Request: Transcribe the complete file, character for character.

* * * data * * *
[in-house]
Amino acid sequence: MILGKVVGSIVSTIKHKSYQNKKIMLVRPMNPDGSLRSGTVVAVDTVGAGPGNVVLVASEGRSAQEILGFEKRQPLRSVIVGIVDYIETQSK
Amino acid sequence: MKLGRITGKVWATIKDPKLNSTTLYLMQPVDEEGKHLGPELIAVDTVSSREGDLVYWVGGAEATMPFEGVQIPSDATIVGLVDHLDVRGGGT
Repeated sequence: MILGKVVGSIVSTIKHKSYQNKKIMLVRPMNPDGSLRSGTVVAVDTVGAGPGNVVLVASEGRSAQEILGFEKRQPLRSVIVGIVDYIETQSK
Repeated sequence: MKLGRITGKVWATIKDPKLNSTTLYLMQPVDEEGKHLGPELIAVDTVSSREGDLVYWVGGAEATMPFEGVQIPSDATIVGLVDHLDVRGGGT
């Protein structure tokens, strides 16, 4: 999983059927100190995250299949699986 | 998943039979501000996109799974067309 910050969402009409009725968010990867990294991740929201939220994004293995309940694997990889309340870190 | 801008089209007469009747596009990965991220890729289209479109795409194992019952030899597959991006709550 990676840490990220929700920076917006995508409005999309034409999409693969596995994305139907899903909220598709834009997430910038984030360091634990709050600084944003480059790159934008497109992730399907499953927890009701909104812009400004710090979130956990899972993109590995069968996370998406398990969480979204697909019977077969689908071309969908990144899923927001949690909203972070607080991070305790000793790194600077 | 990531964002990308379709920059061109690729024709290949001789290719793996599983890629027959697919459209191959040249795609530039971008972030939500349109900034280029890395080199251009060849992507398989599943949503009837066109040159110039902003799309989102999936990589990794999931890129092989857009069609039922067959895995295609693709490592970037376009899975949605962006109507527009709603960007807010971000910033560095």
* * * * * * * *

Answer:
[in-house]
Amino acid sequence: MILGKVVGSIVSTIKHKSYQNKKIMLVRPMNPDGSLRSGTVVAVDTVGAGPGNVVLVASEGRSAQEILGFEKRQPLRSVIVGIVDYIETQSK
Amino acid sequence: MKLGRITGKVWATIKDPKLNSTTLYLMQPVDEEGKHLGPELIAVDTVSSREGDLVYWVGGAEATMPFEGVQIPSDATIVGLVDHLDVRGGGT
Repeated sequence: MILGKVVGSIVSTIKHKSYQNKKIMLVRPMNPDGSLRSGTVVAVDTVGAGPGNVVLVASEGRSAQEILGFEKRQPLRSVIVGIVDYIETQSK
Repeated sequence: MKLGRITGKVWATIKDPKLNSTTLYLMQPVDEEGKHLGPELIAVDTVSSREGDLVYWVGGAEATMPFEGVQIPSDATIVGLVDHLDVRGGGT
């Protein structure tokens, strides 16, 4: 999983059927100190995250299949699986 | 998943039979501000996109799974067309 910050969402009409009725968010990867990294991740929201939220994004293995309940694997990889309340870190 | 801008089209007469009747596009990965991220890729289209479109795409194992019952030899597959991006709550 990676840490990220929700920076917006995508409005999309034409999409693969596995994305139907899903909220598709834009997430910038984030360091634990709050600084944003480059790159934008497109992730399907499953927890009701909104812009400004710090979130956990899972993109590995069968996370998406398990969480979204697909019977077969689908071309969908990144899923927001949690909203972070607080991070305790000793790194600077 | 990531964002990308379709920059061109690729024709290949001789290719793996599983890629027959697919459209191959040249795609530039971008972030939500349109900034280029890395080199251009060849992507398989599943949503009837066109040159110039902003799309989102999936990589990794999931890129092989857009069609039922067959895995295609693709490592970037376009899975949605962006109507527009709603960007807010971000910033560095």